Monday, June 25, 2012

Number the Stars: Favorite novels for 5th grade

Some of the best teaching I do all year is with some very special novels. When we begin reading Number The Stars by Lois Lowry I like to keep track of what we learn about the main characters in chapters one and two: Ellen, Annemarie and Kirsti. Here is a picture of a poster I use. The kids add information about each character on the stickies.

An important foreshadowing clue comes up at the end of chapter three.

Annemarie admitted to herself snuggling there in the quiet dark, that she was glad to be an ordinary person who would never be called upon for courage.
Later on in the novel we will see that Annmarie is called upon to do several courageous things. The first one is when she rips the Star of David necklace off of Ellen's neck. I like to go back then and have the students find the foreshadowing clue.

It then becomes apparent that courage is a theme in the novel. Here are some of the pictures that I have previously posted regarding Number The Stars. Christine
Here is a word sort that could be done after chapter 10
This character report card should be done near the end of the novel
This is a story map that can be created after reading chapter 7
A two word summary created together after reading the novel

Wednesday, June 13, 2012

Common Core book picks

The appendix to the Common Core has an interesting  list of books you could use to teach the new standards. I really liked this nonfiction pick: Toys! Amazing Stories Behind Some Great Inventions. by Don Wulffson. I used Youtube videos to introduce a few of the the different inventions: the slinky, magic rocks, and Mr. Potato Head. These are posted at the bottom. After reading each individual story I had the students work on this worksheet I created:
They had to record the name of the invention, the inventor, when and where they invented it, what inspired him/her, and a problem the inventor encountered. The last block was a place to record a trait or characteristic we noticed that the inventor had. For example: creative, hardworking, intelligent. Most of the stories in the book Toys! follow this pattern. Later on in the week we worked in groups to prove that inventors have common characteristics.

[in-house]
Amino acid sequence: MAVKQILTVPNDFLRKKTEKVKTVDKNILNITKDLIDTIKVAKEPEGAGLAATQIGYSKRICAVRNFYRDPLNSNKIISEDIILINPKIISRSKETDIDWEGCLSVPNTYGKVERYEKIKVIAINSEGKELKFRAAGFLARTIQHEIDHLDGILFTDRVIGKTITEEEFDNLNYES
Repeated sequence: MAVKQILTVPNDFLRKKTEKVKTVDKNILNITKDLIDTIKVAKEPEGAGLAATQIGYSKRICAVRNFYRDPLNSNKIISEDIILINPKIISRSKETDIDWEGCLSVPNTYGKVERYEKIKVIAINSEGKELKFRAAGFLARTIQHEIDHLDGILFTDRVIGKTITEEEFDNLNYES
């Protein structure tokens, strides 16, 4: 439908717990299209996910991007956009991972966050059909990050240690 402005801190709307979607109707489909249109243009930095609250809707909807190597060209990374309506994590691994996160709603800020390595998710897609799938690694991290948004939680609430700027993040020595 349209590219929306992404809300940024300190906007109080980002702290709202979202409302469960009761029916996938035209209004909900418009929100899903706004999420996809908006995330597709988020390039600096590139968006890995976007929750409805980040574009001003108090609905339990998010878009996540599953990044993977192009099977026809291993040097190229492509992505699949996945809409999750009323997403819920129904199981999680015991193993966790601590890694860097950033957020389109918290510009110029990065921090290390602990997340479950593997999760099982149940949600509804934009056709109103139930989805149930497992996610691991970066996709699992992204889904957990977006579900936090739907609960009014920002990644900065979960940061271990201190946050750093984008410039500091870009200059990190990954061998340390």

I used those large stickers to have the groups  record text based evidence of inventors showing that they were smart, persistent, creative or hardworking. The kids really liked this book. The stories are short. You could read 2-3 in a period. They could also be easily summarized.
  • RI.4.1. Refer to details and examples in a text when explaining what the text says explicitly and when drawing inferences from the text. (We had to infer common traits of inventors)
  • RI.4.2. Determine the main idea of a text and explain how it is supported by key details; summarize the text.
  • RI.4.3. Explain events, procedures, ideas, or concepts in a historical, scientific, or technical text, including what happened and why, based on specific information in the text
RI.4.7. Interpret information presented visually, orally, or quantitatively (e.g., in charts, graphs, diagrams, time lines, animations, or interactive elements on Web pages) and explain how the information contributes to an understanding of the text in which it appears. ( Some of the info from the Youtube video on the invention of the slinky conflicted and/or added to the information we learned from the text)
RI.4.10. By the end of year, read and comprehend informational texts, including history/social studies, science, and technical texts, in the grades 4–5 text complexity band proficiently, with scaffolding as needed at the high end of the range.

Mr. Potato Head

Richard T. James the Slinky Inventor --